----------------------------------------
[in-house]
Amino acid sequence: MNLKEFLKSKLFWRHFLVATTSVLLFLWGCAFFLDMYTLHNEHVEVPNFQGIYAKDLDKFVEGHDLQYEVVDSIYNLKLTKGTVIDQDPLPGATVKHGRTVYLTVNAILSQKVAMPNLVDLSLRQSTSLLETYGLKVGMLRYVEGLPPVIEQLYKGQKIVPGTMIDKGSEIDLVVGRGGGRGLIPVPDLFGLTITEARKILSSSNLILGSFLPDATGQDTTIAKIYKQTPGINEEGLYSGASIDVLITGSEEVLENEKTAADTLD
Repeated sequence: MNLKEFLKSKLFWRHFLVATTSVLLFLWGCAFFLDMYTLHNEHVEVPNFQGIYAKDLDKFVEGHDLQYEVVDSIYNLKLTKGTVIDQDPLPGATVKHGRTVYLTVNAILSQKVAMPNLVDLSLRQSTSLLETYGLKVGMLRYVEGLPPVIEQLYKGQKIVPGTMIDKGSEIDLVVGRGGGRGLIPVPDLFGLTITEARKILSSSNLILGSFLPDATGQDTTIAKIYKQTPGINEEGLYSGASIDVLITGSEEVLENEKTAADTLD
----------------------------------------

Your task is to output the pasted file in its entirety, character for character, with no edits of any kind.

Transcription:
[in-house]
Amino acid sequence: MNLKEFLKSKLFWRHFLVATTSVLLFLWGCAFFLDMYTLHNEHVEVPNFQGIYAKDLDKFVEGHDLQYEVVDSIYNLKLTKGTVIDQDPLPGATVKHGRTVYLTVNAILSQKVAMPNLVDLSLRQSTSLLETYGLKVGMLRYVEGLPPVIEQLYKGQKIVPGTMIDKGSEIDLVVGRGGGRGLIPVPDLFGLTITEARKILSSSNLILGSFLPDATGQDTTIAKIYKQTPGINEEGLYSGASIDVLITGSEEVLENEKTAADTLD
Repeated sequence: MNLKEFLKSKLFWRHFLVATTSVLLFLWGCAFFLDMYTLHNEHVEVPNFQGIYAKDLDKFVEGHDLQYEVVDSIYNLKLTKGTVIDQDPLPGATVKHGRTVYLTVNAILSQKVAMPNLVDLSLRQSTSLLETYGLKVGMLRYVEGLPPVIEQLYKGQKIVPGTMIDKGSEIDLVVGRGGGRGLIPVPDLFGLTITEARKILSSSNLILGSFLPDATGQDTTIAKIYKQTPGINEEGLYSGASIDVLITGSEEVLENEKTAADTLD